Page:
• Removal of the tooth

The removal of the impacted canine teeth is another way of treatment. This procedure can be resorted to only when it is impossible for the canine teeth to be properly aligned to its original position without causing more problems for the adjacent tooth or all the other teeth as well. This procedure is carried out under local anaesthesia or general anaesthesia. The tooth, when erupted, leaves a gap which is, of course, noticeable which a bridge or denture may be used to correct this gap.

  • Transplanting the canine tooth to its original position

This type of procedure is usually resorted to where a surgical exposure fails or would not be suitable for the correction of an impacted tooth. Before using this method, there should be enough space between the teeth. The dentist or doctor starts by removing the baby teeth and the impacted canine teeth, after which, the permanent tooth is put in its right position. After this procedure, the tooth is usually braced for about two to three weeks to allow the tooth to sit properly in its rightful position.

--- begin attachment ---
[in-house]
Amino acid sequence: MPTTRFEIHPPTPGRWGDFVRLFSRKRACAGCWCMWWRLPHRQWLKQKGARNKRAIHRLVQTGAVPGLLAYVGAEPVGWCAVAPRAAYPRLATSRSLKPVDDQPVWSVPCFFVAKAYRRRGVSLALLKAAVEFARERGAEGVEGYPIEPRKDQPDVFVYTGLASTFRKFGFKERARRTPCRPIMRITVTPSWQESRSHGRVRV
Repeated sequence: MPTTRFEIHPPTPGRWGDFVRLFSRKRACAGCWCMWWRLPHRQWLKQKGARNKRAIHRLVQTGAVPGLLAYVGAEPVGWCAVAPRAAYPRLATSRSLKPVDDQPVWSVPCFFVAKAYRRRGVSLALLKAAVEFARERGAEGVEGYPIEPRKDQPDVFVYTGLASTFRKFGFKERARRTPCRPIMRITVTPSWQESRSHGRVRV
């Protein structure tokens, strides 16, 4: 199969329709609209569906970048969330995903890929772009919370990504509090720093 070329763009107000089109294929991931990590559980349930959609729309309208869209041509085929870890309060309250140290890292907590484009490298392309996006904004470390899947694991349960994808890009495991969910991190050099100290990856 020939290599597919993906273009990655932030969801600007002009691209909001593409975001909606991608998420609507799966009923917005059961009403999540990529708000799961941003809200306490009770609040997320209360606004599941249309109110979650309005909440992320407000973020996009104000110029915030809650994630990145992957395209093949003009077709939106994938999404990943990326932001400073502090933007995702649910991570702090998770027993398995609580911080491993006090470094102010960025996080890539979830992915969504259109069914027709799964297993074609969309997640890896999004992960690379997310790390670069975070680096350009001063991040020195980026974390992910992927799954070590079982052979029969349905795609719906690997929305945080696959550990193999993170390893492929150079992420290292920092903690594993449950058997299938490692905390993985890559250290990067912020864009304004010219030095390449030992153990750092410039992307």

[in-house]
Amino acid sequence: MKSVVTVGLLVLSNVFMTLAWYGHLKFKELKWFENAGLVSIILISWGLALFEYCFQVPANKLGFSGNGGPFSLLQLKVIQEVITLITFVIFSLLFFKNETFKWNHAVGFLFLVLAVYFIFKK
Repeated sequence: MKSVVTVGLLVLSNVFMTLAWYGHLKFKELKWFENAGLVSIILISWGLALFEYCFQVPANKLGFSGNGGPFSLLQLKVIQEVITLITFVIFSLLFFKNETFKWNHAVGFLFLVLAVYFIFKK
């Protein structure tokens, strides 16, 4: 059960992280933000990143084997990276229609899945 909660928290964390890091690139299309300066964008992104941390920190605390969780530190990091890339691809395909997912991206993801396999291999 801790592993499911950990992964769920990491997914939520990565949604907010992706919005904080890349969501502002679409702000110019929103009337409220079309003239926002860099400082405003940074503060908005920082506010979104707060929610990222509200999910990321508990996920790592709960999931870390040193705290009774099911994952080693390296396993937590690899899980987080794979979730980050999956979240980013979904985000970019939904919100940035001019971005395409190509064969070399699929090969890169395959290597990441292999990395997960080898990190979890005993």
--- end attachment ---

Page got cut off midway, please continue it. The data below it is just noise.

Instances where a canine tooth cannot be corrected

  • If the canine tooth cannot be transplanted
  • When the impact is severe
  • If there are pathological changes that may result in either cystic formation, infection, etc.
  • If the patient involved does not want an orthodontic treatment

Conclusion

Noticing an impacted canine tooth is very important because it would help in early treatment and proper alienation. Dentists and clinicians should be able to formulate a treatment that would be suitable for their patients and also knowledgeable about the various available treatment options.

The simplest and faster way of treating impacted canine is the extraction of the primary canine to allow proper alignment of the permanent canine teeth to erupt normally. The early removal of the primary canine allows the permanent canine to erupt upright into the dental arch as far as enough space is provided for the eruption.

Get free consultations with Chatfield concerning the treatment of an impacted canine?

At Chatfield, we give a free consultation to patients that are affected by an impacted canine. If you have any questions whatsoever concerning impacted canine teeth and the treatment, feel free to contact us at Chatfield; our qualified team will be available to answer you.

If you also want to have a face to face consultation concerning impacted canine teeth, we also are happy to help you out. Book an appointment with our professional orthodontists and general dentists’ today.